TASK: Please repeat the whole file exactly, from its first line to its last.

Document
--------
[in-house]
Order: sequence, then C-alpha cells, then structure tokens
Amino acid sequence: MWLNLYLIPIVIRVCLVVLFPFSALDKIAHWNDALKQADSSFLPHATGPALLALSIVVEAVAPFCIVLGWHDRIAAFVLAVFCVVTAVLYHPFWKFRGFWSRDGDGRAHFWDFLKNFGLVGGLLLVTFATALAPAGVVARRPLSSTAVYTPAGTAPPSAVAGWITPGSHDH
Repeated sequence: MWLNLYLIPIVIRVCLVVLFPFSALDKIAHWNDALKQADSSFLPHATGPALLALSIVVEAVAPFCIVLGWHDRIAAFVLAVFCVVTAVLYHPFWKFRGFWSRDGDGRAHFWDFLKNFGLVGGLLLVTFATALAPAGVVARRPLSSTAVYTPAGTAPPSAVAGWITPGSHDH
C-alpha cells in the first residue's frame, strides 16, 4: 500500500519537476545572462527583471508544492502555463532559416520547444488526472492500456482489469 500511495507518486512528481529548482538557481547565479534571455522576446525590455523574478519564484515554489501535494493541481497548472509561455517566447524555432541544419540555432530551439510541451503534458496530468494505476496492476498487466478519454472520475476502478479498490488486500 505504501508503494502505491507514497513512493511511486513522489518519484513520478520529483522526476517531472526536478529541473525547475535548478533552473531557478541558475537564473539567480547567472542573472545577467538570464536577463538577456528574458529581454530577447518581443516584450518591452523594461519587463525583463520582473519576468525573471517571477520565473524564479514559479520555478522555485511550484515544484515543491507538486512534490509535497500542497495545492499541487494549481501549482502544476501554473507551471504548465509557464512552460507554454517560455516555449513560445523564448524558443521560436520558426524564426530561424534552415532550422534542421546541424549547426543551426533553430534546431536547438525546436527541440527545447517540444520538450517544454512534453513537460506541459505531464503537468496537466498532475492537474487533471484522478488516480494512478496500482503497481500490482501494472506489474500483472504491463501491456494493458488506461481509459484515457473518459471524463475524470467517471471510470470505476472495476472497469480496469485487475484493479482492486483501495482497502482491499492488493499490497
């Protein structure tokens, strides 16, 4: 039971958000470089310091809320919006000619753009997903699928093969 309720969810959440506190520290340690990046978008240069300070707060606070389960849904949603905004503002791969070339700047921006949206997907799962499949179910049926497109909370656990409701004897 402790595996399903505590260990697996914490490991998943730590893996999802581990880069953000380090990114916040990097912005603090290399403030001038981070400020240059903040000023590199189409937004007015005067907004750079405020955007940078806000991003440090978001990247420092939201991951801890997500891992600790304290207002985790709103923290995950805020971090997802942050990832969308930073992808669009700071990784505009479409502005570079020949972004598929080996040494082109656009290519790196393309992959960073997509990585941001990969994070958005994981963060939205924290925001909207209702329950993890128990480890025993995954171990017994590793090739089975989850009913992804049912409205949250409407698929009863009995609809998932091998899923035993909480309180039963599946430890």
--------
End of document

[in-house]
Order: sequence, then C-alpha cells, then structure tokens
Amino acid sequence: MWLNLYLIPIVIRVCLVVLFPFSALDKIAHWNDALKQADSSFLPHATGPALLALSIVVEAVAPFCIVLGWHDRIAAFVLAVFCVVTAVLYHPFWKFRGFWSRDGDGRAHFWDFLKNFGLVGGLLLVTFATALAPAGVVARRPLSSTAVYTPAGTAPPSAVAGWITPGSHDH
Repeated sequence: MWLNLYLIPIVIRVCLVVLFPFSALDKIAHWNDALKQADSSFLPHATGPALLALSIVVEAVAPFCIVLGWHDRIAAFVLAVFCVVTAVLYHPFWKFRGFWSRDGDGRAHFWDFLKNFGLVGGLLLVTFATALAPAGVVARRPLSSTAVYTPAGTAPPSAVAGWITPGSHDH
C-alpha cells in the first residue's frame, strides 16, 4: 500500500519537476545572462527583471508544492502555463532559416520547444488526472492500456482489469 500511495507518486512528481529548482538557481547565479534571455522576446525590455523574478519564484515554489501535494493541481497548472509561455517566447524555432541544419540555432530551439510541451503534458496530468494505476496492476498487466478519454472520475476502478479498490488486500 505504501508503494502505491507514497513512493511511486513522489518519484513520478520529483522526476517531472526536478529541473525547475535548478533552473531557478541558475537564473539567480547567472542573472545577467538570464536577463538577456528574458529581454530577447518581443516584450518591452523594461519587463525583463520582473519576468525573471517571477520565473524564479514559479520555478522555485511550484515544484515543491507538486512534490509535497500542497495545492499541487494549481501549482502544476501554473507551471504548465509557464512552460507554454517560455516555449513560445523564448524558443521560436520558426524564426530561424534552415532550422534542421546541424549547426543551426533553430534546431536547438525546436527541440527545447517540444520538450517544454512534453513537460506541459505531464503537468496537466498532475492537474487533471484522478488516480494512478496500482503497481500490482501494472506489474500483472504491463501491456494493458488506461481509459484515457473518459471524463475524470467517471471510470470505476472495476472497469480496469485487475484493479482492486483501495482497502482491499492488493499490497
């Protein structure tokens, strides 16, 4: 039971958000470089310091809320919006000619753009997903699928093969 309720969810959440506190520290340690990046978008240069300070707060606070389960849904949603905004503002791969070339700047921006949206997907799962499949179910049926497109909370656990409701004897 402790595996399903505590260990697996914490490991998943730590893996999802581990880069953000380090990114916040990097912005603090290399403030001038981070400020240059903040000023590199189409937004007015005067907004750079405020955007940078806000991003440090978001990247420092939201991951801890997500891992600790304290207002985790709103923290995950805020971090997802942050990832969308930073992808669009700071990784505009479409502005570079020949972004598929080996040494082109656009290519790196393309992959960073997509990585941001990969994070958005994981963060939205924290925001909207209702329950993890128990480890025993995954171990017994590793090739089975989850009913992804049912409205949250409407698929009863009995609809998932091998899923035993909480309180039963599946430890």